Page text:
“I escaped by a miracle; we saw death with our eyes,” he said. Referring to the earlier convoy disaster, he said: “It was almost the same scenario as the Nabulsi incident. There were many martyrs. The scene was horrifying.”

Even after the bloodshed, people collected what aid they could, he said, including sacks of flour that had been bloodied.

Ali Al Ajouri, a 16-year-old from Jabaliya, also described shelling on the crowd. “There were some 30 people gathering in one spot, and a shell shot them directly,” he said.

Dr. Eid Sabbah, the head of nursing at the Kamal Adwan Hospital, said: “It wasn’t gunfire. It was ammunition from heavy weaponry that cause large openings; that’s obvious from the entrance and exit wounds.”

Dr. Sabbah said the patients who were treated at the hospital had mostly chest and head wounds. Doctors there could only stabilize them and keep them alive, he said, and were unable to perform surgery because of the lack of medicine and medical tools.

Ibrahim Al Najjar, 42, an unemployed taxi driver, said he was in the area around 8 p.m. when a large crowd had gathered. Soon, there was shelling and shooting, he said. He said that his cousin was killed and that he was injured in his right arm by shrapnel.

“I ran for my life with others, and then they hit a building next to us,” he said. “We kept running until we reached some ambulances far away.”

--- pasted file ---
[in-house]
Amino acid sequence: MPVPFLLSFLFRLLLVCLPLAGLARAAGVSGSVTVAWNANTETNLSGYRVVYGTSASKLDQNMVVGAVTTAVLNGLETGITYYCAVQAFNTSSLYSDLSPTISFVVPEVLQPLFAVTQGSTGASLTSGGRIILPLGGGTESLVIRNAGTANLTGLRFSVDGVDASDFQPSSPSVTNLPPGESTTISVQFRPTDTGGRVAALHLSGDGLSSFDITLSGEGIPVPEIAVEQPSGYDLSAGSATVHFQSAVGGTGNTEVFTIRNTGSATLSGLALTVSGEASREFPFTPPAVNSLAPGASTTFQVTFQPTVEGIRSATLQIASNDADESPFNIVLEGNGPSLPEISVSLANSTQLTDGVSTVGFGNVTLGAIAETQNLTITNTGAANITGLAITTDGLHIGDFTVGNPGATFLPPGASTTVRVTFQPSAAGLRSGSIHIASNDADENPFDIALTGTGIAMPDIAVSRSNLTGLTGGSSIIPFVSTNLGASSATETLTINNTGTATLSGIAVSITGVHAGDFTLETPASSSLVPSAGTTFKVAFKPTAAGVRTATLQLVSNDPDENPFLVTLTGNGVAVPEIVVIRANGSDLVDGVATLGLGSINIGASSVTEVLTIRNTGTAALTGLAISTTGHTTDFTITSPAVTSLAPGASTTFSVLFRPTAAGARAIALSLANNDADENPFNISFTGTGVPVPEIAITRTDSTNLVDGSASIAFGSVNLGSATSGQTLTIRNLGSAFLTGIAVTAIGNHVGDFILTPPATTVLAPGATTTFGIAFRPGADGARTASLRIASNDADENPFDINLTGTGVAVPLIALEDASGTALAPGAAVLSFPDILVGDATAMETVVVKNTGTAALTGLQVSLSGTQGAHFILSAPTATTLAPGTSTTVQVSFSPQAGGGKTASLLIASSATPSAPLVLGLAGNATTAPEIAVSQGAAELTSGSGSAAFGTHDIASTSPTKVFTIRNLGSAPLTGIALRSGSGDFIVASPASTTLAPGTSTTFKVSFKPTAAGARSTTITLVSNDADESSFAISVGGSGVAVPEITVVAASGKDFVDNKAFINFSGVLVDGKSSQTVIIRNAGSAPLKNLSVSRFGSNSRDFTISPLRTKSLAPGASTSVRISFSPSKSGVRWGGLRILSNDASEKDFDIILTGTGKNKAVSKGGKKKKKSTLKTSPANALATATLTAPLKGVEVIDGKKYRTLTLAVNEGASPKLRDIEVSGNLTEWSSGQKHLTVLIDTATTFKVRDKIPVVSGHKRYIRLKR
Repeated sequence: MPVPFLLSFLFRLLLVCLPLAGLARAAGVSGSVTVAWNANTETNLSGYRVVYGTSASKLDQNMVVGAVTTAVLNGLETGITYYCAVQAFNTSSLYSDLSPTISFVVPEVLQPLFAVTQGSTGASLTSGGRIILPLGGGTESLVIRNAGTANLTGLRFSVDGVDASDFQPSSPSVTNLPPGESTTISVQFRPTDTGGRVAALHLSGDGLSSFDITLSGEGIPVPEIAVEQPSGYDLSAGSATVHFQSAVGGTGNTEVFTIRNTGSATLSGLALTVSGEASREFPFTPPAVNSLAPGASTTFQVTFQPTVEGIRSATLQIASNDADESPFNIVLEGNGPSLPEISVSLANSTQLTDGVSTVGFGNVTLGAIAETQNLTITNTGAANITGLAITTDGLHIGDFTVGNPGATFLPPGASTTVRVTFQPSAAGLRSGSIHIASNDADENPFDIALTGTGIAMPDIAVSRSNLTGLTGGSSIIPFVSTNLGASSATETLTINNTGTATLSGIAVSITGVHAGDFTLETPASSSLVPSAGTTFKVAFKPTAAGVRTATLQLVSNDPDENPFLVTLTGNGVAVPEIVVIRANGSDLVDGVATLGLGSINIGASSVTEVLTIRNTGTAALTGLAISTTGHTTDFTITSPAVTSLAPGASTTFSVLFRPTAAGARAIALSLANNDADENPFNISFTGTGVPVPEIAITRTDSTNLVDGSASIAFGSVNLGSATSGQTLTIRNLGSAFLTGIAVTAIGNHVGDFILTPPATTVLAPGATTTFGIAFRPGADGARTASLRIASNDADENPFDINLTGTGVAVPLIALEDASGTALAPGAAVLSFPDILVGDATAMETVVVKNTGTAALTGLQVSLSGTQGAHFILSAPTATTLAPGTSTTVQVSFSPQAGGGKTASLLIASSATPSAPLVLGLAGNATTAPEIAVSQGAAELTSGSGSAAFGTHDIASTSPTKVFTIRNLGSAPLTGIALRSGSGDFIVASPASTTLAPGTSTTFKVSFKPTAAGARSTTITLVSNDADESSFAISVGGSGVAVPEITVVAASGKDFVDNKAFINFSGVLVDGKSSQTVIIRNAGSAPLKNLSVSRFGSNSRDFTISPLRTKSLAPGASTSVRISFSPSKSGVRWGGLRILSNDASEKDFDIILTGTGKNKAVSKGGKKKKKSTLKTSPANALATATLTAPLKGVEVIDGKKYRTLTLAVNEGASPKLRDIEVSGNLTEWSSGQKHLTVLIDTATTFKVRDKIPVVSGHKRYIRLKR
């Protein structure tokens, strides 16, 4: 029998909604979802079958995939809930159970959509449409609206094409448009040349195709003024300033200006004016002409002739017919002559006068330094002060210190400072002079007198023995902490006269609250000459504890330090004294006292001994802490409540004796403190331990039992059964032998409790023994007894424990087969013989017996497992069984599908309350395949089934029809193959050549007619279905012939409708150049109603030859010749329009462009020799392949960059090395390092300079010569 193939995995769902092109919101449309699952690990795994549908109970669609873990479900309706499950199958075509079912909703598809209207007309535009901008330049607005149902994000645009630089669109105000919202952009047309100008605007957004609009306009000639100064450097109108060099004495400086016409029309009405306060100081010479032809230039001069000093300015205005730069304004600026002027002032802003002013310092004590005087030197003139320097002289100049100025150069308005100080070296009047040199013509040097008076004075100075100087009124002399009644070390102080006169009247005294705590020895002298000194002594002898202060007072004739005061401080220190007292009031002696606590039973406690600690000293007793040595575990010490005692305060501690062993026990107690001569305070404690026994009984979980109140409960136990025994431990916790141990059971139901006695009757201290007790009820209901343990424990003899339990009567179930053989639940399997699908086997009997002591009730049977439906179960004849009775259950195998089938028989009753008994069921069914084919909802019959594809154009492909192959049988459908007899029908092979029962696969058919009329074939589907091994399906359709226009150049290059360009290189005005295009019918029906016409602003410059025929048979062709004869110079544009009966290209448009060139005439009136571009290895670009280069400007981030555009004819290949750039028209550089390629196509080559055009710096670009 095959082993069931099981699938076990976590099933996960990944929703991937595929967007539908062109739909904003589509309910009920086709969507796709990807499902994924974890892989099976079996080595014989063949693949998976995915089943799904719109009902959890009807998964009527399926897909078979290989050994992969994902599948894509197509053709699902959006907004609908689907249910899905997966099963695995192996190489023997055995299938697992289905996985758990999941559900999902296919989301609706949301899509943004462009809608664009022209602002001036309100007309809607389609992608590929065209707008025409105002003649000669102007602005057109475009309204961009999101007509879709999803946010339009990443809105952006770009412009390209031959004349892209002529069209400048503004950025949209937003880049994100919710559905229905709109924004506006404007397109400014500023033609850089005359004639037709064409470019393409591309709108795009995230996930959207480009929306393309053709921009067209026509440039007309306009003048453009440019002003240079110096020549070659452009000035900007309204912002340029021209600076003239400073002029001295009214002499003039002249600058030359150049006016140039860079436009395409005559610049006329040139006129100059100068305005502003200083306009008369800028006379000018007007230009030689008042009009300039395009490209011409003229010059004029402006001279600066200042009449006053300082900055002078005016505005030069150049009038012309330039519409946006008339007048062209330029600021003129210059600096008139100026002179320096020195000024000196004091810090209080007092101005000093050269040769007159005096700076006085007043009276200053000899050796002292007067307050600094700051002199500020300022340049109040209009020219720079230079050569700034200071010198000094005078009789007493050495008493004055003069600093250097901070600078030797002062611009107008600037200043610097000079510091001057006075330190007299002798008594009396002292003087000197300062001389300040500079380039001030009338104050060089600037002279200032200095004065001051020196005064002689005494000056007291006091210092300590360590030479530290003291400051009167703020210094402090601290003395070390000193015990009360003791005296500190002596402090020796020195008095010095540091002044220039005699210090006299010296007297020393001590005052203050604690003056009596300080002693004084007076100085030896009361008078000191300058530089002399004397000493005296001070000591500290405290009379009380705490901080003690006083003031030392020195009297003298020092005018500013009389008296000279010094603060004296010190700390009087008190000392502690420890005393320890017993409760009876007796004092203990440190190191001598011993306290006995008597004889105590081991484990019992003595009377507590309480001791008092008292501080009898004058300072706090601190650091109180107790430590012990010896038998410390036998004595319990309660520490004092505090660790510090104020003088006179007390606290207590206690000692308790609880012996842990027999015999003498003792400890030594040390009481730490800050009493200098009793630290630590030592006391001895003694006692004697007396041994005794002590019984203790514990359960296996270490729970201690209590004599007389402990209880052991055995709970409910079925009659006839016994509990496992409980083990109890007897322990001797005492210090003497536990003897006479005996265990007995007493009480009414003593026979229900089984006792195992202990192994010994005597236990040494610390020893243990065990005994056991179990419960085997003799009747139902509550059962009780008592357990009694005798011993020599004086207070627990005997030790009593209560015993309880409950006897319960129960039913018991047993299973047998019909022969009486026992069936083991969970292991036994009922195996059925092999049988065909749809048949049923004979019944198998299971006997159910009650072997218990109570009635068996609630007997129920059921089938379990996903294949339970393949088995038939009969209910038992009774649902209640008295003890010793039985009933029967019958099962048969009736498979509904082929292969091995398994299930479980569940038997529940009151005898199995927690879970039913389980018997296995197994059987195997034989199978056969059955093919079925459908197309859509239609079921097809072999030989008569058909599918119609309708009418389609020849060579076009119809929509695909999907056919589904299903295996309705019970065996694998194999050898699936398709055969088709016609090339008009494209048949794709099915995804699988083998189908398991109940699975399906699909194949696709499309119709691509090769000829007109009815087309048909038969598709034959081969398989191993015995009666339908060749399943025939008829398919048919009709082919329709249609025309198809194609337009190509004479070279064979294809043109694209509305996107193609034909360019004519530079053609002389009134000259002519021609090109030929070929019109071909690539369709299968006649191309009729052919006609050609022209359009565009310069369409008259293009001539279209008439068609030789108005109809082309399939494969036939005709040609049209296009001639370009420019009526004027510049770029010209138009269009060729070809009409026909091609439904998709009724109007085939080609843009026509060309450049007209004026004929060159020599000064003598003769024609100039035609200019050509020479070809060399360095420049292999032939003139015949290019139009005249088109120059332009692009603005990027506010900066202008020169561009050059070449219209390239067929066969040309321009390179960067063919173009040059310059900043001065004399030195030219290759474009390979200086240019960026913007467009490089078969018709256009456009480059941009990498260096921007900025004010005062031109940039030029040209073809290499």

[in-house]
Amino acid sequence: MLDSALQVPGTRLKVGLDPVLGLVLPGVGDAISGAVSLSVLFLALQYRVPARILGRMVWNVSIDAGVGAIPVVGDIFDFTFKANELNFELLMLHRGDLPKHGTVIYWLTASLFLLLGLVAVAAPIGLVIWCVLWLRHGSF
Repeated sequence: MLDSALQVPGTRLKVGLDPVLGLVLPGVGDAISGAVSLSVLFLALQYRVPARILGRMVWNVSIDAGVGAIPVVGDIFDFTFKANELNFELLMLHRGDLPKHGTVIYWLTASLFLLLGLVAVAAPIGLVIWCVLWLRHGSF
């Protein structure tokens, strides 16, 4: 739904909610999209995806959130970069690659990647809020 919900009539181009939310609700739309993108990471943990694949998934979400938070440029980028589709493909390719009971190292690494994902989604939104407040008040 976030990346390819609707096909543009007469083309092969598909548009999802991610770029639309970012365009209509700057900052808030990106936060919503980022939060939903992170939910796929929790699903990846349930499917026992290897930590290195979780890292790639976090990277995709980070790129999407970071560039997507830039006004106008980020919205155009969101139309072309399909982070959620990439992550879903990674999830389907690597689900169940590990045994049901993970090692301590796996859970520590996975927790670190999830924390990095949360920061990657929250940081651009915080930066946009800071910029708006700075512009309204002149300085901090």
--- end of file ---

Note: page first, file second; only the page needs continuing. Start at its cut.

The Israeli military said it was not responsible for the attack. “Approximately one hour before the arrival of the convoy to the humanitarian corridor, armed Palestinians opened fire while Gazan civilians were awaiting the arrival of the aid convoy,” the military said. “As aid trucks were entering, the Palestinian gunmen continued to shoot as the crowd of Gazans began looting the trucks. Additionally, a number of Gazan civilians were run over by the trucks.”

Smoke rising after an Israeli airstrike in the central Gaza Strip on Friday.Credit…Abdel Kareem Hana/Associated Press

The killing at the convoy came as Israel has been facing intense international pressure to allow more aid into Gaza, where aid workers have warned of calamitous hunger, spreading diseases and widespread lawlessness. People have become so desperate for food that some have resorted to eating leaves and animal feed. At least 27 people, including 23 children, have died of malnutrition, dehydration and lack of baby formula, according to the Gaza Health Ministry.

Aid groups have called on Israel to open more border crossings directly into northern Gaza, where food shortages are most extreme, and to ease restrictions on convoys.